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The Importance of Innovation and Business Intelligence

Paul Hetherington
Chief Executive
C&C Marshall Limited

· Innovation,Leader Interviews,Strategy

“I think MSBs have the best of both worlds. You have some level of capability because of your size, but you also should have a small business’ speed of action.”

One of the reasons I attend mid size business events is because there are MSB identity problems. I describe my business as small because we only have around 160 staff. My previous experience is with larger PLCs, so that’s why it feels small to me.

MSBs are at a size where lots is expected from them, but they don’t have the resources to give everyone the ability to deliver everything. Their costs are finely tuned, so they don’t spend many resources looking at the latest guidance and legislative requirements. As a result, they often find out about things through happenstance.

Additionally, MSBs are so busy on the day-to-day management and finances of the organisation they don’t have the time that larger businesses have to deal with these issues. Cash is quite complex in an MSB. Their levels of stock, debtors and creditors become difficult – big liabilities which distract from a focus on profit because they’re so busy looking at their cash position.

I once went to a presentation by a professor at the University of Warwick that studied the companies with the highest year-on year-growth rates over a five-year period. He found that the only thing they had in common was that they were in fast-growing markets. When he followed these companies for a further five years, the cohort became average.

When the CBI says MSBs aren’t ambitious, it’s a junk phrase. You can’t treat the whole industry in one broad sweep.

Innovation is all about creating a sustainable business advantage


The building materials industry is one of the most innovative sectors I know. Most people don’t think of us in that way – they look at Google and Amazon as innovators. However, the companies I’ve been involved in are always looking for that sustainable competitive advantage. That’s almost exclusively innovative – doing something cleverly or differently.


My current company has innovated to the extent that we use 80% recycled PVC in our products. This saves over 3,000 tonnes of old PVC windows going to landfill, creating a huge social saving. We compete daily with companies who primarily use virgin PVC. Our customers get this environment benefit at the same prices. As people move forward, they will realise that companies like ours are doing things right. It cost us lots of energy, pain, investment and changes to get to 80%, and it’s worth it.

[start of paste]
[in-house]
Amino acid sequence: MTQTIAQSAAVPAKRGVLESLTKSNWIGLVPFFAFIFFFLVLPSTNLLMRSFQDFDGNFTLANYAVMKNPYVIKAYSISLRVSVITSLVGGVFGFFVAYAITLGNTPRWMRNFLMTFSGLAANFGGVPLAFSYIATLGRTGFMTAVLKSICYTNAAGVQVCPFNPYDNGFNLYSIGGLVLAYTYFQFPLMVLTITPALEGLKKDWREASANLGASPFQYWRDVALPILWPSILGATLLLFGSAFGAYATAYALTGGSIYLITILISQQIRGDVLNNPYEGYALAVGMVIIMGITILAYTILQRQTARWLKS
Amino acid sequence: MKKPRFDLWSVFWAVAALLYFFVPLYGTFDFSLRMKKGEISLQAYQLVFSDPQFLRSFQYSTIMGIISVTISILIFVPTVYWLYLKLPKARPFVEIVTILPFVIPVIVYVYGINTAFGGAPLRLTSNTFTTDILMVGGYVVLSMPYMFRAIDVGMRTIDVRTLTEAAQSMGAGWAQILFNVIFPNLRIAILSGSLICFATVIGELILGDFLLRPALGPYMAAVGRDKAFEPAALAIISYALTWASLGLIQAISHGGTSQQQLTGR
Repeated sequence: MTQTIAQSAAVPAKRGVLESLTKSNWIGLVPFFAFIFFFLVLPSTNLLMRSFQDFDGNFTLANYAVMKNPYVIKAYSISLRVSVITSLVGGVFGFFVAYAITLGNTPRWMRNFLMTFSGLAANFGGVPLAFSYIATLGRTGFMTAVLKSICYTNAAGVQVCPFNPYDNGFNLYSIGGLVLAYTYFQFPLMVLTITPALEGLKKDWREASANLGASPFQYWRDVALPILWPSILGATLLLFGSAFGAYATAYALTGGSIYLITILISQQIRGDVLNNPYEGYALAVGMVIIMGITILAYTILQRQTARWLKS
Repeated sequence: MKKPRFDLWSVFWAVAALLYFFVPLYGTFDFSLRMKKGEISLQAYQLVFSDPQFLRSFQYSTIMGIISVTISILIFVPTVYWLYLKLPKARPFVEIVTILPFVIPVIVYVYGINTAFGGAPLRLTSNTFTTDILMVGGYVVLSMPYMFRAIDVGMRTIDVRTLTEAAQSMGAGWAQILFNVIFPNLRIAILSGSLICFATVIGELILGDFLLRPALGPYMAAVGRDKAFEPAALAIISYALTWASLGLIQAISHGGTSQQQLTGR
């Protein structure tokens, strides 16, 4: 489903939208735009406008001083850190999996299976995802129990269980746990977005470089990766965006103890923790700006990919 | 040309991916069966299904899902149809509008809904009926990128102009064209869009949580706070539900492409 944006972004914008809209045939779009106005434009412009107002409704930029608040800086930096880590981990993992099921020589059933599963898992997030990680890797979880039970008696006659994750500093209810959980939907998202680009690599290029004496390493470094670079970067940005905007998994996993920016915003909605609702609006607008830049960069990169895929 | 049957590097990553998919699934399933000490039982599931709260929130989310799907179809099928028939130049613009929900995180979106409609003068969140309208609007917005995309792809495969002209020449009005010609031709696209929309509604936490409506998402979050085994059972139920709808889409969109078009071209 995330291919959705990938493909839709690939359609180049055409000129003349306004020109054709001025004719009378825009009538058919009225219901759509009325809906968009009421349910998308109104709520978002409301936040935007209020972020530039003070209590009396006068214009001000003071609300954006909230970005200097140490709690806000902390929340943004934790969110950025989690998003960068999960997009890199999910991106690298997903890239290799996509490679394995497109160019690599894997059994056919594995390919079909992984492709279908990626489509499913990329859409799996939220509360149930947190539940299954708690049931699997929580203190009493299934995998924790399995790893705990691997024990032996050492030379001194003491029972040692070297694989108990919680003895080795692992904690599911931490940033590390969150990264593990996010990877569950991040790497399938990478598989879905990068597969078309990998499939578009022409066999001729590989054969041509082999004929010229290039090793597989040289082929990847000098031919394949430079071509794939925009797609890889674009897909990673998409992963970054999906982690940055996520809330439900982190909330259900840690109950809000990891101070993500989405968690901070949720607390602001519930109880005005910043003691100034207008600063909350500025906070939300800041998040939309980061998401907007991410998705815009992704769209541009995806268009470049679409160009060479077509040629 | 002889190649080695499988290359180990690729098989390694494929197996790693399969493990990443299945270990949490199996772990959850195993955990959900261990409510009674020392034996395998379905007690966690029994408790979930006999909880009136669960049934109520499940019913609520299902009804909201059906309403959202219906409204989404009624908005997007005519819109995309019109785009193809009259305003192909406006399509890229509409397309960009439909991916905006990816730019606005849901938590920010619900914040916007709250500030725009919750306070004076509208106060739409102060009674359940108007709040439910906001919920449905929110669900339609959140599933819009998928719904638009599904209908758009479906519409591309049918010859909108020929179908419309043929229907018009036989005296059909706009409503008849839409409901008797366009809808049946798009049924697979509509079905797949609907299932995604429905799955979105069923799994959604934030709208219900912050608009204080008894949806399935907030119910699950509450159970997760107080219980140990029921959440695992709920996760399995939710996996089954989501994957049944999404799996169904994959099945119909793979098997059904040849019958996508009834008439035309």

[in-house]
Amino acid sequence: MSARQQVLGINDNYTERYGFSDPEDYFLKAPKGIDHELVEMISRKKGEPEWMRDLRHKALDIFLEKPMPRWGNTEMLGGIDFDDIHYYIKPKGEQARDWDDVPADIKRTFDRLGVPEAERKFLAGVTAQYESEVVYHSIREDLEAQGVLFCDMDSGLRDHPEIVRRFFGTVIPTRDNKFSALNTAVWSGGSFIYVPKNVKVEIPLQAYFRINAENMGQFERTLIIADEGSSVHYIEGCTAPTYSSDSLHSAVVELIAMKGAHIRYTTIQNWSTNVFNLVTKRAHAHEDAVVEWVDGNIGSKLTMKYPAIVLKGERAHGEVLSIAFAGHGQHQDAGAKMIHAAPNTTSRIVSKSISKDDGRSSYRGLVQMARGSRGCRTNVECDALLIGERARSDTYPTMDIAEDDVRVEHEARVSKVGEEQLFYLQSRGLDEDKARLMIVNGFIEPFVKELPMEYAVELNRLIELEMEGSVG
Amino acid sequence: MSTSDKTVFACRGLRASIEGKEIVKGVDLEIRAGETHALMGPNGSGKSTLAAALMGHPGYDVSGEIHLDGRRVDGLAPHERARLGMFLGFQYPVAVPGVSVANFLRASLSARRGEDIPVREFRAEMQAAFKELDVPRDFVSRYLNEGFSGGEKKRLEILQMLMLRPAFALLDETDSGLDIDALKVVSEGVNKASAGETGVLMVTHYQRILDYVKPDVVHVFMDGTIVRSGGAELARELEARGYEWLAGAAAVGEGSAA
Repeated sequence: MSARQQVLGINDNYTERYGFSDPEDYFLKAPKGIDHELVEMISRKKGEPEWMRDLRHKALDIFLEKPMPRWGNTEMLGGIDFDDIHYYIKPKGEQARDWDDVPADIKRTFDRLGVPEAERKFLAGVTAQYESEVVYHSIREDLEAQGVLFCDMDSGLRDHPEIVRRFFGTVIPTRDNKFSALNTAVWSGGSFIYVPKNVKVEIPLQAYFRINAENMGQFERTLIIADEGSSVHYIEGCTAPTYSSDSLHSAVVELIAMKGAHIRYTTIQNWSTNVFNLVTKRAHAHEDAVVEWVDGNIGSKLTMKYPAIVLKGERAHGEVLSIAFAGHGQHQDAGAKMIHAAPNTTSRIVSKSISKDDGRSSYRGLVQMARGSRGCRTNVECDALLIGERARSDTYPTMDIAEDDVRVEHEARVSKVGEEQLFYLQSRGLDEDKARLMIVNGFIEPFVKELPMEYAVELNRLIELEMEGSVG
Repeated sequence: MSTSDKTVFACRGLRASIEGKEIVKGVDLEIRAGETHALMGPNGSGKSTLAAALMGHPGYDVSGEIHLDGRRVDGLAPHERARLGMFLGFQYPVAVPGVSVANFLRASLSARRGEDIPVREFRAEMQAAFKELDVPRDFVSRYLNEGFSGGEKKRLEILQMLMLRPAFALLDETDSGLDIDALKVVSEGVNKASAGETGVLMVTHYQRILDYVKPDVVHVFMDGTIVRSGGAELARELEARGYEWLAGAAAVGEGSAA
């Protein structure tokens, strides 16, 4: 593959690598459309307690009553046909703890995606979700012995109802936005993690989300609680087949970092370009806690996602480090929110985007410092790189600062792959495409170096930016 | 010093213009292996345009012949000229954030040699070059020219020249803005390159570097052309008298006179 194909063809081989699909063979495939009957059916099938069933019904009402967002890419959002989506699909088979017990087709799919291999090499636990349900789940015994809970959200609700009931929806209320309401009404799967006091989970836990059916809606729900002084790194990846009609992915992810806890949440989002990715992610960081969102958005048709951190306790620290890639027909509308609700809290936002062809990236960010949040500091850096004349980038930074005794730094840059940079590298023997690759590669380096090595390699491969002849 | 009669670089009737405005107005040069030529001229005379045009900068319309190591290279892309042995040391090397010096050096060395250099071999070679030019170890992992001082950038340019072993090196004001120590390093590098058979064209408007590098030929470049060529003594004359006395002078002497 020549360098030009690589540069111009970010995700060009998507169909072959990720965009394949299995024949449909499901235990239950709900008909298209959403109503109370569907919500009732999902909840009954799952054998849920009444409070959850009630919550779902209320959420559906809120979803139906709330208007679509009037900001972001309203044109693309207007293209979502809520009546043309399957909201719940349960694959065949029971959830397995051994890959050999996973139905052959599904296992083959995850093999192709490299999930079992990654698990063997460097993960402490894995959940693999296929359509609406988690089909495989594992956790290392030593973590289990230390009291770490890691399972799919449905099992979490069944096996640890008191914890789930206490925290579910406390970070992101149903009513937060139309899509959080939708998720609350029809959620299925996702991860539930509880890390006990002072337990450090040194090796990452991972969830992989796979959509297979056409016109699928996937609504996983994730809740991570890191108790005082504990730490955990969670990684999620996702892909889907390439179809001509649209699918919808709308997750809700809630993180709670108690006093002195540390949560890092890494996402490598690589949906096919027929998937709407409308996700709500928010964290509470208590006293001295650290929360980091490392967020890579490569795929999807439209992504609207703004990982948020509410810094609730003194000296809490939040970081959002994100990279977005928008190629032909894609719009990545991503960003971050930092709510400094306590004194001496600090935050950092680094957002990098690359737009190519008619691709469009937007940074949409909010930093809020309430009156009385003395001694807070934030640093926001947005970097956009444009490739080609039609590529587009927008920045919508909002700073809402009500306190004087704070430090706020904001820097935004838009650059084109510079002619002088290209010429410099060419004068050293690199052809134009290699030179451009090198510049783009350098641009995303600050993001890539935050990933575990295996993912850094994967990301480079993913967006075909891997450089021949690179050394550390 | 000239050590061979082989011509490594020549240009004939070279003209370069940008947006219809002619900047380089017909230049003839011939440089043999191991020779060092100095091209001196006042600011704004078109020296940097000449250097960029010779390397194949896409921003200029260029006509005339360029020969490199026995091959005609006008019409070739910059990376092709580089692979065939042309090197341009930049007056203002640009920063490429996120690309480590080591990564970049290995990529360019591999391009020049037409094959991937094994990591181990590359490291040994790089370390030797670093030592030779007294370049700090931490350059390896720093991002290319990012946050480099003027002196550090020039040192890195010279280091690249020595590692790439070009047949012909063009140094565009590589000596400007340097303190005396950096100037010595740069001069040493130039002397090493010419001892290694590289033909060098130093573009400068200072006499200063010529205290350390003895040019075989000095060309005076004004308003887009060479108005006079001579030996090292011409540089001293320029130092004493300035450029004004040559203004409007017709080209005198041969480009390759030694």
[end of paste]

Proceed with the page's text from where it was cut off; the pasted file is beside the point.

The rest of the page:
I think sometimes it’s about incremental improvement, but then you reach a tipping point and your customers see you as innovative.


How do you use data and business intelligence?


A big step for our business was to introduce good-quality business intelligence. This enabled us to see customer data, detailed margins and much more granular information on the business drivers.

Many leaders I speak to are really interested in this but haven’t implemented it within their businesses. They just get the usual reports from outdated systems.


The business intelligence in our company has enabled us to move from paying salespeople on sales targets to gross margin targets. This enables them to focus on maintaining price and improving product and customer mix as well as growing sales. It required training for people to understand, but then they became aligned with the business drivers.


Dealing with legacy as an MSB


You have a lot of legacy in an MSB. If the company has grown over a period of time, you have lots of people who feel very strongly about the business. You also have people who have only ever worked
in one place, so they have no exposure to other experiences.


When I look at our sector, most of our competitors are multinationals. We can change and bring new products to market quicker than they ever could. We can look around the world, tweak products for the UK market, and deliver for our customers. These multinationals struggle to make changes for relatively small markets.


Be bold, don’t be afraid


One thing I would say to MSBs is to look at your competitors, realise your opportunities and leverage your size. Don’t be afraid of multinationals’ deep pockets. If a division makes a loss, huge changes are made – and if they don’t work, they often divest that part of the company.


MSBs have many of the advantages of larger companies’ financial strength and small companies’ agility, and so should be scared of neither.

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